The Invisible Man
The Invisible Man by Ralph Ellison is a novel that explores racism in the 1930’s through the eyes of the narrator, a young black man. The novel describes the story of a young unnamed black man in the 1930’s that is very hopeful for his future, but fails to realize how prominent racism is in the United States. This naivety soon gets him expelled when he reviles his identity to a white peer. After this disheartening incident occurs the narrator is forced to move to Harlem, New York, and becomes the spokesmen for the Communist Party, known as the Brotherhood. Yet, as he works for the organization he still finds himself lost in this world which he is yet to know. This position puts himself in grave dangers with political enemies and racial purists who force him to face the truth of racism and the absence of his identity. As he learns more about himself and the world around him he gets caught up in a violent riot which drives him into a manhole. In the desolate solitude and the midnight darkness he begins to discover his identity and how transparent he was. Then he vows to write his life story, and only when it is complete will he enter the world above. In his autobiography he details his life affairs, a purposeful theme, and a vital mood.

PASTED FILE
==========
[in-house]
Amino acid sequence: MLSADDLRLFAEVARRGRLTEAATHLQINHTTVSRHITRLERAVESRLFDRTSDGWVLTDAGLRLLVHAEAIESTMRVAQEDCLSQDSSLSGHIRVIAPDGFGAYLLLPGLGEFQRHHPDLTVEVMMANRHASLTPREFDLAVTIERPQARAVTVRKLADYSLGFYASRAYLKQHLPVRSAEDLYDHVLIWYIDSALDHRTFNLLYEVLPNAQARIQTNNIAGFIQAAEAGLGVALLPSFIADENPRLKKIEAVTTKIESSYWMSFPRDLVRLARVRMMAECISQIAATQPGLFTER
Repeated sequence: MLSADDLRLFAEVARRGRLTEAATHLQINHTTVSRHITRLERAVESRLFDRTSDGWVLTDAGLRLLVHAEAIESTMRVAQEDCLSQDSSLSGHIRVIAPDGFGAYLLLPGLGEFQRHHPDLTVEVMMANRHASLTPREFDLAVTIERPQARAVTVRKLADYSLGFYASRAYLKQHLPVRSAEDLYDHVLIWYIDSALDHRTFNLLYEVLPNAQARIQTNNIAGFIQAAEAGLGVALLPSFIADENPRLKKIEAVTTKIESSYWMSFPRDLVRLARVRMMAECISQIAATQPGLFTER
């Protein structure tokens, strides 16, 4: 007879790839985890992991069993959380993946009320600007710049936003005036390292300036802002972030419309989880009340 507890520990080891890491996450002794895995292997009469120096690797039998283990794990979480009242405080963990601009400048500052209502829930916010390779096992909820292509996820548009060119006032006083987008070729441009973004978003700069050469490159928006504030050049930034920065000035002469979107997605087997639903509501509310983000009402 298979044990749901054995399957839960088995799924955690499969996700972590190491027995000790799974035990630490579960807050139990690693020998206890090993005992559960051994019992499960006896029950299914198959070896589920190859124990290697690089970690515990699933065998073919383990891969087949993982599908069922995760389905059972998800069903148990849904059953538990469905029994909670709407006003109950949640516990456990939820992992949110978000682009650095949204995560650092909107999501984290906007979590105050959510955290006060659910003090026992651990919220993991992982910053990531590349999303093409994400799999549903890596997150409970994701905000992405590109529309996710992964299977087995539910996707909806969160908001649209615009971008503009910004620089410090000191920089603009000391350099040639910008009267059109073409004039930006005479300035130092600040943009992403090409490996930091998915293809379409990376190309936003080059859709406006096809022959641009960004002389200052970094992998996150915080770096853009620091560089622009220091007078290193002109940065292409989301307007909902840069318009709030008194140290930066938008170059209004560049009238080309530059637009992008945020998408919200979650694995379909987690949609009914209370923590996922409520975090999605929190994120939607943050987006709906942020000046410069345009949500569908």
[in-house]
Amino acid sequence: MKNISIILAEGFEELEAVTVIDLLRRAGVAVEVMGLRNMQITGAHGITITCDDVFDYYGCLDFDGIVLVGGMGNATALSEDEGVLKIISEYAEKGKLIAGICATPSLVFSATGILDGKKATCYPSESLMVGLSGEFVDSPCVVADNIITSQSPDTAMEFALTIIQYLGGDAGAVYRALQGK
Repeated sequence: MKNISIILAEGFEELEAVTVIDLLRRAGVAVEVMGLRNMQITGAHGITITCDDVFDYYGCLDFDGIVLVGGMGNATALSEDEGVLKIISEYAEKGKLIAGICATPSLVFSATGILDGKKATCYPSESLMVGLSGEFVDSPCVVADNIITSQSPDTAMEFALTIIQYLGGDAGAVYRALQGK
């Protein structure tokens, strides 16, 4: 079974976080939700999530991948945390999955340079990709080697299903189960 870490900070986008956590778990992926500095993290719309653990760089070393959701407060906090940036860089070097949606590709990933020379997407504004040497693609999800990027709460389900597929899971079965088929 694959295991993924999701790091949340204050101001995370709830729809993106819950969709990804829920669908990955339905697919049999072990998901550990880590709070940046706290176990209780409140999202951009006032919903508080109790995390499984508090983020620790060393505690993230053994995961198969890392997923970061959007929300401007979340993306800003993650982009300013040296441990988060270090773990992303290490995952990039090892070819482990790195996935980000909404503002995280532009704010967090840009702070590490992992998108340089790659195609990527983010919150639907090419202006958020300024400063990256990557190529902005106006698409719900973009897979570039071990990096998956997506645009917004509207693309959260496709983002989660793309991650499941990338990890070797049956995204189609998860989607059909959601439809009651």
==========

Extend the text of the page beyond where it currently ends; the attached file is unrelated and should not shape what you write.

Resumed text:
Fascinatingly the main character of the Invisible Man has no name and the book is personally narrated and written by him and it recalls his story as the “invisible man” because throughout the story he seems to be invisible due to racial stereotypes and mistreatment. He writes about the racial inequality throughout the book very vividly, and one occasion of racial injustice is when the narrator is found to be a colored man and immediately banished him from the college. This blatant inequality outraged the orator and opens him to the cruelties of a society fueled by racism. This event is believed to have revealed to him the true nature of the world and challenged him to begin to live on his instinct and...
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